There is usually a 125V, 20 AMP line fuse inside the microwave. Its usually mounted at the point where the power cord enters the back of the unit. Unfortunately, you will need to uninstall the oven (if this is an over the range model), UNPLUG it and remove the exterior case to access. The case comes off in various ways depending on manufacture and model. I found this illustration at pcappliancerepair.com based on the model number you listed this question under:http://pcappliancerepair.com/model-display.php
The line fuse is listed as item 28 in the drawing. Keep in mind, there are also a couple of thermostats listed that may also cause no power problems if blown.
One is listed as item 29 (part number 8183703) under the same drawing. The other is listed under the "Airflow" section as item 5 (part number 8183697). The humdity sensor can also be a source of problems when it becomes old. If you managed to overheat the oven any time recently, you may want to check these thermostats and sensors to see if they are still good. They should read 0 ohms when measured out of the circuit.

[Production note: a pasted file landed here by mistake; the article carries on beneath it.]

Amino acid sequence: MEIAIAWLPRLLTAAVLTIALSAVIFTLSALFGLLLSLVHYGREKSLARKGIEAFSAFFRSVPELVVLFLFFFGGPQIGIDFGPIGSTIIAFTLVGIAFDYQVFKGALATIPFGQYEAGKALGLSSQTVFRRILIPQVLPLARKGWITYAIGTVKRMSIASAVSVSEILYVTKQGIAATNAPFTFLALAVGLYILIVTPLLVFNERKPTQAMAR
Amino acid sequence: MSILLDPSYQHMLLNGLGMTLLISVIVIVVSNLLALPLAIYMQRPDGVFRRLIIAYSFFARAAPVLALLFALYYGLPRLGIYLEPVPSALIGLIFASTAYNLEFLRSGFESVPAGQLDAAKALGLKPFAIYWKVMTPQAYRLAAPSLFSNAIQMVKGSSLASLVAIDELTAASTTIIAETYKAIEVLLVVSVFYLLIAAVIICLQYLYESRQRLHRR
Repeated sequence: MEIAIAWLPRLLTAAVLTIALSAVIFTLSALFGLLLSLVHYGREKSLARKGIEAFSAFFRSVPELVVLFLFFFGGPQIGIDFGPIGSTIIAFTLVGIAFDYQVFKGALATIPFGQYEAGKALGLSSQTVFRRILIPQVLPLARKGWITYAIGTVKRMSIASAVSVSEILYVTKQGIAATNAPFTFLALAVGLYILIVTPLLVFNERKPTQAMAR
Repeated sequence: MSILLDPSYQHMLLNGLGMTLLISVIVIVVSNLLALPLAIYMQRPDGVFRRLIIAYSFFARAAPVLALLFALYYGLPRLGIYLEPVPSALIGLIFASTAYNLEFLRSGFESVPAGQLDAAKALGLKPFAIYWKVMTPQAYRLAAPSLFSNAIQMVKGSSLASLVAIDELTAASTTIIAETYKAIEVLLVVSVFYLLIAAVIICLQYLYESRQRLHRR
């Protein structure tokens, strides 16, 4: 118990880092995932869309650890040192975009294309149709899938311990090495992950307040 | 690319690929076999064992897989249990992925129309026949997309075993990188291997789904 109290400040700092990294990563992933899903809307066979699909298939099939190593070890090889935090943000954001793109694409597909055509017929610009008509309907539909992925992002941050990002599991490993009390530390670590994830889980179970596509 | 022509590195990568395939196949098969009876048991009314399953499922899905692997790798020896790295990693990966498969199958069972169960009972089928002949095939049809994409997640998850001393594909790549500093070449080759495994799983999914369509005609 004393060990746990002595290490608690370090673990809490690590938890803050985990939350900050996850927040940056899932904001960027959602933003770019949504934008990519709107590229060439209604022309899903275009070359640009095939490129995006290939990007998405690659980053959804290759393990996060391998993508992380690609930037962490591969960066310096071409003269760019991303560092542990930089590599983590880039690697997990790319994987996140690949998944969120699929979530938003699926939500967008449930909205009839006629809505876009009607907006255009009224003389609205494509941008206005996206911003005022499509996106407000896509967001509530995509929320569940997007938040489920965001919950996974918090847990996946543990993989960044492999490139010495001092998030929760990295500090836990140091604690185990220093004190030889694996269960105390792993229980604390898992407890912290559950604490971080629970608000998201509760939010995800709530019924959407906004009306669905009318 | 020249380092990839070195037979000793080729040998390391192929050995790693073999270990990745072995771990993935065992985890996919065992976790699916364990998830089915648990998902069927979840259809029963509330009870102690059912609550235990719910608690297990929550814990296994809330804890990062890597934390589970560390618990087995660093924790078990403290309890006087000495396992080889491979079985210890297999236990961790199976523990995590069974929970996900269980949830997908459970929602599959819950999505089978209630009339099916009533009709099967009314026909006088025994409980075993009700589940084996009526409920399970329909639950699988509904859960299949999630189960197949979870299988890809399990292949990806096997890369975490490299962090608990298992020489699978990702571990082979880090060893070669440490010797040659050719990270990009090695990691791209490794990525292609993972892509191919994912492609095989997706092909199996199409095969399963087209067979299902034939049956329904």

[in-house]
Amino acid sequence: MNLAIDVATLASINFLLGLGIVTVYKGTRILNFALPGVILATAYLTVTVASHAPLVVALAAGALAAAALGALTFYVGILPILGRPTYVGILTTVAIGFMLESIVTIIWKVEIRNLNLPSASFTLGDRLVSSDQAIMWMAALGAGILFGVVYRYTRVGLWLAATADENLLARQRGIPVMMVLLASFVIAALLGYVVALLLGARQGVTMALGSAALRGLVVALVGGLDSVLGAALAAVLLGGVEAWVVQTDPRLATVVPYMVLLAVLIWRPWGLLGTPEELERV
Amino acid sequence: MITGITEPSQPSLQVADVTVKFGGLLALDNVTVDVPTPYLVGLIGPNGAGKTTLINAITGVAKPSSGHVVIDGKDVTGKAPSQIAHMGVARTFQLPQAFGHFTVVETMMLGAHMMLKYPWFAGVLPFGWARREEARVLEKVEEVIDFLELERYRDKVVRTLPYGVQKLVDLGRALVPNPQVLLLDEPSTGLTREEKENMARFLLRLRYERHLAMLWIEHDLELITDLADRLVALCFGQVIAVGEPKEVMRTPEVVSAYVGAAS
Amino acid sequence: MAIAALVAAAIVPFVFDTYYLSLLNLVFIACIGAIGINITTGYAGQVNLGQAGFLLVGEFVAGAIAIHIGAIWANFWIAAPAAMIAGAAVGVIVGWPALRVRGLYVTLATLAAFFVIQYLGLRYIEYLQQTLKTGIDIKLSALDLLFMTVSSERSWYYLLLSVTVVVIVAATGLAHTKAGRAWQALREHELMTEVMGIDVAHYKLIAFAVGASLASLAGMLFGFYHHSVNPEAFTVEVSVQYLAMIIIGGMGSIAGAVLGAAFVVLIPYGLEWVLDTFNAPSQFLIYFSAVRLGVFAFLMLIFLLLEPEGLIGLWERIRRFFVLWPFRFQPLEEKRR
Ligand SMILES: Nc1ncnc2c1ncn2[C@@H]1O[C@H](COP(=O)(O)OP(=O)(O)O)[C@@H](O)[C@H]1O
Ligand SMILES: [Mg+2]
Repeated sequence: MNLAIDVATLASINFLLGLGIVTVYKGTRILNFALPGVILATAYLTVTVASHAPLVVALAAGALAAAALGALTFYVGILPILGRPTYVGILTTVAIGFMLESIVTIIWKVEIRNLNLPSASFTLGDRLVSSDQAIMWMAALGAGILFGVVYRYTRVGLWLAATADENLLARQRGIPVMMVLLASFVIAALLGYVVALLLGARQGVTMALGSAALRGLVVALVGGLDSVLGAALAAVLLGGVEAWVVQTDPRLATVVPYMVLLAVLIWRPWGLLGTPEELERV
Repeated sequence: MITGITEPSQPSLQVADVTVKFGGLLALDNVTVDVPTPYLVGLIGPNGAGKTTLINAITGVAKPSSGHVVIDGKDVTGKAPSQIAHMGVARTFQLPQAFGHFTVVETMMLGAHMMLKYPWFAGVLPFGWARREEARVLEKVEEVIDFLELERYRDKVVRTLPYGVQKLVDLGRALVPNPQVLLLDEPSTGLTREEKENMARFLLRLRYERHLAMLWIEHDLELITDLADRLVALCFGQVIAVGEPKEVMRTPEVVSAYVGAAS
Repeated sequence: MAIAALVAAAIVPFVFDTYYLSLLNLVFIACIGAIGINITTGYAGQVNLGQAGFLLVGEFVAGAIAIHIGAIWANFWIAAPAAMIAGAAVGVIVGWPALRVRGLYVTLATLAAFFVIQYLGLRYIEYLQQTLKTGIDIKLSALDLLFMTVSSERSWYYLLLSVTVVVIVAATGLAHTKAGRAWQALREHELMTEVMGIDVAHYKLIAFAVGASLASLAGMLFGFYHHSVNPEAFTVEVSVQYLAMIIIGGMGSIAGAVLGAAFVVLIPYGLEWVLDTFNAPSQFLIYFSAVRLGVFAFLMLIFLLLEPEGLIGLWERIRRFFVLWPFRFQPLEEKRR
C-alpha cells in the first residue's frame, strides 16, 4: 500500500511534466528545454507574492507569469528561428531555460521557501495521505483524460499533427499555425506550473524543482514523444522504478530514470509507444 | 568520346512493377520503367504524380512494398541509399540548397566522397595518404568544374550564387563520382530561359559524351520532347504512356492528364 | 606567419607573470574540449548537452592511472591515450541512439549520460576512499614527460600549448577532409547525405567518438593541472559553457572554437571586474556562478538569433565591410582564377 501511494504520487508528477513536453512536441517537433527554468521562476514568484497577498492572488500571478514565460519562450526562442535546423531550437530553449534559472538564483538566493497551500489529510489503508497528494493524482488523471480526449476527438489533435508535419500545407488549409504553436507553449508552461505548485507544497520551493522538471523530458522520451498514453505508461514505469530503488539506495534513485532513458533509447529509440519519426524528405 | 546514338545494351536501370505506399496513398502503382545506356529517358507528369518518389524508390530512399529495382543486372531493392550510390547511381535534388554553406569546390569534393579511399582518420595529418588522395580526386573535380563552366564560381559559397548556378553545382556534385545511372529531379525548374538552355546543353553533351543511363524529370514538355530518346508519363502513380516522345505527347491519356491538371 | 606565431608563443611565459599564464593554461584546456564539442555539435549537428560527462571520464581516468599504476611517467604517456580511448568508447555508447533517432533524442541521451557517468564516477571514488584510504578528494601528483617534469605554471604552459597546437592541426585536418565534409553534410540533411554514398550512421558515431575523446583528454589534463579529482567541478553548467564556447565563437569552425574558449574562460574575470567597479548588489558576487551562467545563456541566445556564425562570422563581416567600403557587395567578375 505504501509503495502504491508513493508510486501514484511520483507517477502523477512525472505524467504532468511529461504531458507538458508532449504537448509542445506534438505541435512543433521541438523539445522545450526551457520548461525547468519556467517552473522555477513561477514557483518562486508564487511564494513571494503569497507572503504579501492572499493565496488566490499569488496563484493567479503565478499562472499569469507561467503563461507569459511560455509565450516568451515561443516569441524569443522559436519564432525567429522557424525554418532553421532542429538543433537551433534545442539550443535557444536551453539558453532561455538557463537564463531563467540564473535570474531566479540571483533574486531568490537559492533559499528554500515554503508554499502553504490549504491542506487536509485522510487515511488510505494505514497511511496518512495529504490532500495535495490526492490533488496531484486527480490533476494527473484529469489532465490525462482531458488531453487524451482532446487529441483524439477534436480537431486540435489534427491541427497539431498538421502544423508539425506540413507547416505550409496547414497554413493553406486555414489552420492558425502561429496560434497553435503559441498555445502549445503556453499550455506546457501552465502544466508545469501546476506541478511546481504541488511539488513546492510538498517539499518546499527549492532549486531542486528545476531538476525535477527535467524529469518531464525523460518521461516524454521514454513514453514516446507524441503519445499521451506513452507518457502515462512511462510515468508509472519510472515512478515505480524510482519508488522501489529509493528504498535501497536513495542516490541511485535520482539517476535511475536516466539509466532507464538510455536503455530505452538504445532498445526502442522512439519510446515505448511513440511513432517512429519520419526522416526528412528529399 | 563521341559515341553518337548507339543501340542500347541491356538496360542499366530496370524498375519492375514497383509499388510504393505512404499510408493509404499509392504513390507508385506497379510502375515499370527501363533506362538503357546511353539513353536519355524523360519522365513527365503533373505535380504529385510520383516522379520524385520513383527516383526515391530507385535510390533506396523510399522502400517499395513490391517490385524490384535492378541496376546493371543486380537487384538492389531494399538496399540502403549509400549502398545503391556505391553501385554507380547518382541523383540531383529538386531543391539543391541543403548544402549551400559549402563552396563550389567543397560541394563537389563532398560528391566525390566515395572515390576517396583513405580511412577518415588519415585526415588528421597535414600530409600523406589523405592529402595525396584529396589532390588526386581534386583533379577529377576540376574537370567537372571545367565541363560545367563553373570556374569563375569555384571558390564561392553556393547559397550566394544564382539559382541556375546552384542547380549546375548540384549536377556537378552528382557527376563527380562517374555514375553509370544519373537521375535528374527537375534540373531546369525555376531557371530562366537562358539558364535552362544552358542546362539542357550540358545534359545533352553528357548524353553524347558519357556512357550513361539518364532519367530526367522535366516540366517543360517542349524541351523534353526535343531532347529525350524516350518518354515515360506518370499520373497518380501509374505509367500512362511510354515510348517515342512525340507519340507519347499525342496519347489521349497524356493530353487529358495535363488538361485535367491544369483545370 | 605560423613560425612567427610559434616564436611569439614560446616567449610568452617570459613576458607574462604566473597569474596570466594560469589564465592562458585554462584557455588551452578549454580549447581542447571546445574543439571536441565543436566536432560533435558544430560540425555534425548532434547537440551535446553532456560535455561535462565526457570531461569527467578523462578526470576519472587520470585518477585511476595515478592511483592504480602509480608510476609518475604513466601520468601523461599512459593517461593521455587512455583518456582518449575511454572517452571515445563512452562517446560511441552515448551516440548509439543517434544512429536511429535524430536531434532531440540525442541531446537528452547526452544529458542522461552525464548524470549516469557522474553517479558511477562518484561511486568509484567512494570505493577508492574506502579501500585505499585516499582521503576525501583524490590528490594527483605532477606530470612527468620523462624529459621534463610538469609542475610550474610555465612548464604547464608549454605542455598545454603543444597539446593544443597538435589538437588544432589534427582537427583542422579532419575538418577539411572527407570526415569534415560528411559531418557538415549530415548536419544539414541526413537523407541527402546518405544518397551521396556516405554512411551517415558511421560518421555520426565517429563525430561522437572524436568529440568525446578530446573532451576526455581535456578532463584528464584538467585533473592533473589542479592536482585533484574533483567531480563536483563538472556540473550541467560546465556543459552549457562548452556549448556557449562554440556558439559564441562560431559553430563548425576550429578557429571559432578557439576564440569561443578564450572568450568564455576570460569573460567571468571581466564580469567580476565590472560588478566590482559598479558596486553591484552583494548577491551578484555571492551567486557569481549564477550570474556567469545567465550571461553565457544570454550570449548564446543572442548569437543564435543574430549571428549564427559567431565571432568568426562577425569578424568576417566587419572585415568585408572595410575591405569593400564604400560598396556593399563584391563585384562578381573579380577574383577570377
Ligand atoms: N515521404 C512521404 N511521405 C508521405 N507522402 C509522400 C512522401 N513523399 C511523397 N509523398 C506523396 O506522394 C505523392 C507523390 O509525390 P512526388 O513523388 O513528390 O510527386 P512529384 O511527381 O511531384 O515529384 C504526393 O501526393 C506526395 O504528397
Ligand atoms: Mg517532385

If the line fuse is blown, you can usually purchase a box of fuses at a hardware store for just a little more than what the manufacturer charges for a single fuse. 125V, 20AMP Ceramic Slow Blow fuses are recommended. If you wish to order on line, use the part numbers to search by comparison as the model number you listed this question under may not be available at all the websites I have provided. The parts, however, ARE listed.
If you have any questions, or need additional assistance troubleshooting, please post back and let me know. I hope you find this information helpful.
NOTE: Make sure you take any resistance readings with the microwave UNPLUGGED and the component under test isolated (removed) from the circuit. These ovens can blow a fuse by simply sitting idle. This can occur from any power fluctuations, brown outs, voltage spikes, etc. Or, it could be the symptom of a component that may have failed. If you find the internal fuse blown and replace it, only to have it blow again, you have a more significant problem than a simple blown fuse.